Feeling is all in all; the name is sound and smoke, obscuring heaven's pure glow.

The nicest way to interpret this sentimentalist glop is to propose that what the Romantics aspired to was that what Daniel Kahneman called System 1 could be allowed to do the majority of the work in appreciating and apprehending the cosmos. 

The most potently distilled observation Meyer made about Romanticism as a group of ideologies in the arts may be the following:

page 222

In music, one of the discoveries of Romanticism was how to hide convention, yet have it too. 

page 231

Of the many factors serving to disguise the presence of schemata in nineteenth century music, perhaps none is more obvious than magnitude.  ...

Magnitude tends to mask schemata, --especially those defined by syntactic relationships--because of the constraints of aural memory. ...

They were officially repudiating conventions while at a practical level they were disguising the conventions they leaned upon. Yes, yes, I know that there was a trajectory away from the circle of fifths to chains of thirds in tonal organization and I'm reading George Rochberg's writing on that shift and why it was really revolutionary in Western music to switch from music defined by assymetrical scalar organization to increasingly symmetrical scalar systems.  But Meyer and other scholars have a point in pointing out that a lot of the revolution of the Romantics was, I'll put this indelicately, posing as much as composing.  It's not a surprise to me if in revolutionizing some aspects of music the Romantics became really boring in other realms.  They were revolutionizing harmony, I grant, but for me their overall rhythmic approach could often feel tedious.  Big soaring plangent endless melodies and, meh.  Chopin, I grant, wrote a lot of fun music, though.  

I'm not categorically against 19th century music, but I think I've been clear so far that what I dispute is the whole six-pack of ideologies associated with the Romantic era.  I love a lot of music from Josquin up through Beethoven and then I start to get bored in the 19th century and I find Wagner tedious musically and aggravating personally.  Then we get to about Brahms and Debussy and I'm okay with composers again and we get to Stravinsky, Bartok and Hindemith and I am more excited about where music goes.  

Perhaps I can put it like this, Beethoven is like a Stanley Kubrick for music.  I don't mind his work but I find the preening elitism and self-congratulation of his fans generally insufferable.  That Beethoven more or less billed himself as the prophet-priest-king of music the supreme art is so inextricable from his legacy and what academics now refer to as the reception history of the Beethoven cult it would be hard to separate the egoism of the artist-genius cult from the music itself.

I like Rick Robinson's ideas that we find ways to advocate for this music of the past without relying on superlatives but relying on the superlatives is pretty clearly what a range of conservative or "conservative" writers do, even those who are persuaded to the bottom of their souls they stand for Enlightenment ideals.  You can only go so many centuries with this kind of post-Beethoven cult of the artist-genius before others qualify for the status or people object to the nature of this kind of cult-forming tendency in letters.

I still admire Beethoven's music.  The Op. 111 piano sonata is a great deal of fun and has moments of striking beauty and violent activity.  Beethoven's Grosse Fugue can be heard in all its complexity as taking the shape of a giant contrapuntal five-part rondo.  We don't have to only talk about his music as though "nobody got it" in his day.  Clearly many people did, as noted in the article at The Imaginative Conservative.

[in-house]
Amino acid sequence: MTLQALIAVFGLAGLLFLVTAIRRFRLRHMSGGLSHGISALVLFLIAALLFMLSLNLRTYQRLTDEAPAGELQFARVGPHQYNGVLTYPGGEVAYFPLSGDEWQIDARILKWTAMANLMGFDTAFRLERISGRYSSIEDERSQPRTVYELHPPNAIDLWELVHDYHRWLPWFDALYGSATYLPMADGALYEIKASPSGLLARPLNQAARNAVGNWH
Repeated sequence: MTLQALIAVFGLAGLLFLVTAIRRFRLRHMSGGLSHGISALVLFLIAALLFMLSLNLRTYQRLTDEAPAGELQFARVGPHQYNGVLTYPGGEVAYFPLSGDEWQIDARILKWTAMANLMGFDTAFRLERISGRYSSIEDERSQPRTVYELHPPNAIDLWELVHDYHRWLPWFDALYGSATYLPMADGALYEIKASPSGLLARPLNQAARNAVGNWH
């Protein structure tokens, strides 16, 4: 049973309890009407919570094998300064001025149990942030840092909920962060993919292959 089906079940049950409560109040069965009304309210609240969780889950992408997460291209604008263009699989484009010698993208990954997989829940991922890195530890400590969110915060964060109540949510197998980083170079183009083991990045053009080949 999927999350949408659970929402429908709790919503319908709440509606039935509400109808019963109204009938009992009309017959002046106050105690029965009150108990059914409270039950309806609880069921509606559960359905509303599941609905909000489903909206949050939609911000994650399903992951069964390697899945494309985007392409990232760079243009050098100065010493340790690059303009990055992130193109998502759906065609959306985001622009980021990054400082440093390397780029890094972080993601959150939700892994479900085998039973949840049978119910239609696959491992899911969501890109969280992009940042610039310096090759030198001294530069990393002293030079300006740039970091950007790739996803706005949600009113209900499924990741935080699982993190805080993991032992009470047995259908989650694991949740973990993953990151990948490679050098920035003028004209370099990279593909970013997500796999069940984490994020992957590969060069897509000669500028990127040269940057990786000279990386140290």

But as I get older I find that though I still like Beethoven half the time I find his choral music insipid and awkward, whereas Haydn continues to grow on me and I've loved Haydn's music since my twenties.  In an era in which popular and concert music traditions have ossified and insulated and the balkanization of their advocates has gotten seemingly as bad as it can get, a composer like Haydn who, as Charles Rosen put it, wrote in a learned style that was suffused with the virtues of street song seems more what we "need".  We "need" composers who are not continuing the artist as prophet-priest-king in the post-Wagnerian Art-Religion of Beethoven and Wagner, but can retain some kind of populist interest (which Beethoven did have, a bit) in conciliating a variety of styles that partisans want segregated.  Particularly since the election of 45 I have noticed that there has been a tendency among professional artists to define populist concerns in such pejorative terms that you'd think that a large swath of college-educated professional musicians have collapsed any notion of populism with the current executive. 

Beethoven's iconic status as an iconoclast has become a paradox, a double-bind in which the rule-breaker has been regarded as the norm-maker but the maker of forget-the-norms-and-express-your-heart.  The likelihood that most of us love and like in terms of cliches doesn't have much room for a post-Beethoven cult, a cult that Meyer described in his monograph on Romanticism as the ideology of elite egalitarians.  Two and a half centuries since Beethoven's day a potentially impassable rift between the elite accomplishments of canonized artist-heroes and the egalitarian impulses they formally expressed may remain impassable.  The mixture of head and heart that was, in his time, though perhaps more powerfully in posthumous glory, achieved by Beethoven through his music hasn't been replicated.  Many musicians and music scholars would ask why it even needs to be reproduced in our time.